Saturday, September 27, 2008

Far from the Madding Crowd, by Thomas Hardy

Published in 1874, Far from the Madding Crowd is one of Hardy's earliest novels, and perhaps also one of his most optimistic. I say that with hesitation because much of the novel's content is far from hopeful. Yet, considering the pre-conceived notions I had before studying Hardy's work (others had told me how depressing his works are), I must admit that this novel was less depressing than some of his poetry, and certainly less somber than The Return of the Native (which I will write about in my next post).

The main aspect of this book that I'd like to highlight is the beauty and magical presence of nature. Without re-typing passages from the book (which I'm tempted -- but too tired -- to do), I cannot adequately explain the way that Hardy builds images with words and reproduces the fierce, destructive, yet also peaceful and healing properties of the natural world. The English countryside nearly becomes a separate character as its potent force affects people's lives just as much as human beings.

But indeed, this novel does not focus on nature to the exclusion of humans. Far from it. Simply explained, the story revolves around four main characters: Bathsheba Everdene, a beautiful, proud, independent young woman who is mistress of her own farm; Gabriel Oak, a solid, responsible man whose loyalty and love to Bathseba are as steady as his character; Sergeant Troy, whose dashing good looks are tainted by his suspect reputation and morals (but his attractiveness has the potential to blind others to his faults); and Farmer Boldwood, a middle-aged, well-to-do man who is respected among his community yet keeps to himself and has successfully resisted the temptation to fall in love -- until now.

These four distinct personalities converge in Hardy's landscape. Their emotions and behavior change as rapidly and violently as the climate (with the exception of Oak, of course). Scorching sun gives way to relentless rain; vivid skies transform into dense blankets of clouds, rent by furious thunder. Seasons of growth give way to periods of scarcity, of tragedy, of hope, and of harvest. Of bitterness and of love. Death. Betrayal. Murder. But seemingly impregnable grief finally surrenders, and Hardy's conclusion arguably offers some semblance of promising renewal.

Commenting upon Time and Fate and the role that Chance plays in our lives, Hardy portrays a world ruled by the chaotic whims of an uncaring Universe. He also critiques the Victorian ideal of marriage and cynically views romantic relationships -- at least those that begin a blinding whirlwind of passion, as opposed to those with a more slow and steady beginning. Despite these sobering themes, I found myself enchanted with the prose and thoroughly enjoying the story. I can do nothing other than give it a very high recommendation.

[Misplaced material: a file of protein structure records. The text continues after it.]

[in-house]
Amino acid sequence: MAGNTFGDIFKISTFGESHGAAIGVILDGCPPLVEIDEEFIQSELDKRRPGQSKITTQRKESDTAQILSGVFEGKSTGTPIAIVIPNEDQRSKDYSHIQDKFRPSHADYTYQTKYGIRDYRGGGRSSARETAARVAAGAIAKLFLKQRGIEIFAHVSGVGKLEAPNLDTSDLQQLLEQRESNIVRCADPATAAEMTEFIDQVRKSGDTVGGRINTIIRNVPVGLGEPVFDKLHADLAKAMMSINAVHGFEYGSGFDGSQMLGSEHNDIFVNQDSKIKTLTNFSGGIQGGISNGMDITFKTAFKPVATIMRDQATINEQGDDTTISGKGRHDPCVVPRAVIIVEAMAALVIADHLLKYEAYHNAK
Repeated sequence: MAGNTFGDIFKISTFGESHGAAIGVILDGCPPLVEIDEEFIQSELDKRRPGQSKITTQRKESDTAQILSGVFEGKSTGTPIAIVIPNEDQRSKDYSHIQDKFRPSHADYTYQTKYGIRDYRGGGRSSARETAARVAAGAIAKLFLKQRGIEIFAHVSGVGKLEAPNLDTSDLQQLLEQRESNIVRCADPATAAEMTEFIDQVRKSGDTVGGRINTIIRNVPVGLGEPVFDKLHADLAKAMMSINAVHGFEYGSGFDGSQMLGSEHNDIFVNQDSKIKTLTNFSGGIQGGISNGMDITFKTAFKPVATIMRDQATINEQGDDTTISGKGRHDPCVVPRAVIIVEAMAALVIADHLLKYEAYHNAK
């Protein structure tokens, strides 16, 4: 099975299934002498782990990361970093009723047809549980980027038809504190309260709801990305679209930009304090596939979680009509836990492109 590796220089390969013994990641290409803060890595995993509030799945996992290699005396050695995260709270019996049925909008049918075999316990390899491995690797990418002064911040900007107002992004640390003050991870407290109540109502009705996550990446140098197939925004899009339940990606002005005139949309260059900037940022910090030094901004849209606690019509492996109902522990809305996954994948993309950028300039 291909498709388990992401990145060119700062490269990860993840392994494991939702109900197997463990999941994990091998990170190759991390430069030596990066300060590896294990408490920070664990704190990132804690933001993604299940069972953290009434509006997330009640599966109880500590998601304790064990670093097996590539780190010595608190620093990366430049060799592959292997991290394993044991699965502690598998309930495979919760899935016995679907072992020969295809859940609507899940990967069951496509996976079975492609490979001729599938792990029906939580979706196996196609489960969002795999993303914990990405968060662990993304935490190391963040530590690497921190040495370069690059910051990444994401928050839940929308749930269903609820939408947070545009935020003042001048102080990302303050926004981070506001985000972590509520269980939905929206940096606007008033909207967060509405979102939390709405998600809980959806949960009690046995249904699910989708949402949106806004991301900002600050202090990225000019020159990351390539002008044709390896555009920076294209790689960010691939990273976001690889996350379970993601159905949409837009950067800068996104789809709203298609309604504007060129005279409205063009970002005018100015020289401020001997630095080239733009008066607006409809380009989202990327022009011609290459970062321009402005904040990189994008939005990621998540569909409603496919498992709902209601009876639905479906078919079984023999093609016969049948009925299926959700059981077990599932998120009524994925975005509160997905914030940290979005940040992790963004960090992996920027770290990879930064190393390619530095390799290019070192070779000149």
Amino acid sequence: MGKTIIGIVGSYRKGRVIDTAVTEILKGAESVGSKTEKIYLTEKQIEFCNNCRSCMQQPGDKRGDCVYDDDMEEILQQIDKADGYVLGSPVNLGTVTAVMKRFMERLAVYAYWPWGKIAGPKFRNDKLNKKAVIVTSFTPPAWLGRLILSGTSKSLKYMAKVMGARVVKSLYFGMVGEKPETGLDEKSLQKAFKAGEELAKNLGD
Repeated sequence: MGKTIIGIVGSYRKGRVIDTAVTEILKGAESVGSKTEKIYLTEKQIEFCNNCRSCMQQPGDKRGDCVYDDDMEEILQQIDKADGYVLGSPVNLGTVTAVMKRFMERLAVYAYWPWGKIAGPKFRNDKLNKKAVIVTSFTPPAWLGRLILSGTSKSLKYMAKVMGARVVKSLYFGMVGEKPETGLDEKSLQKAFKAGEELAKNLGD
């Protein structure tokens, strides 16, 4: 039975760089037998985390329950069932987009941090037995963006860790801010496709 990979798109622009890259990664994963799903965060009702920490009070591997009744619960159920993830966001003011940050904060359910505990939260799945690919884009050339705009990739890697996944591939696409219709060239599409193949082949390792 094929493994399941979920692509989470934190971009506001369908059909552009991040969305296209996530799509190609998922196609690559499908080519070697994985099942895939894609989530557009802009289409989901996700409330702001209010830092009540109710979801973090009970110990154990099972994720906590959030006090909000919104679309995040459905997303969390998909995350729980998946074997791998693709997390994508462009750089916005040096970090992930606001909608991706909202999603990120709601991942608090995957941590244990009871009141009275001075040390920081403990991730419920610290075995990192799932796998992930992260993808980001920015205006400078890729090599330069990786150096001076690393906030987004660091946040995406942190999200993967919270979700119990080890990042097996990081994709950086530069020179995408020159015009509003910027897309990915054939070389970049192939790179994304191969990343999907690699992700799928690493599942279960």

Wise Children, by Angela Carter

I've read several books over the past month, and I simply haven't had a chance to write anything about them here. I'm currently in the midst of two other books, and will soon begin yet another. So, before I get completely bogged down, I want to at least leave brief comments on the three books I've read since August. The first, Wise Children, is the subject of this post.

This novel is an artfully designed, first-person narrative that lives up to its categorization as "magical realism." Blurring fact with fiction, truth with illusion, 75-year-old narrator Dora Chance tells the story of her life. From England to California and back to England again, Dora's adventures as a showgirl, along with her twin sister Nora, are enchanting, hilarious, heartbreaking, mystical, and at times dubious. True or not, every detail adds up to a climactic conclusion. Literally.

Dora and Nora are the illegitimate daughters of a famous Shakespearean actor. Craving and not receiving his love for most of their lives, the girls nevertheless idolize their father from afar. Meanwhile, they amass reputations of their own as they dance their way from stage to stage, lover to lover, celebration to misfortune. The narrative possesses a distinct theatricality that is consistent with Dora's vibrant and eccentric personality; she puts on a dazzling show for readers, inviting them to partake in her show's -- her life's -- pleasures and pains.

I was engrossed from the first page until the last. I think you will be, too.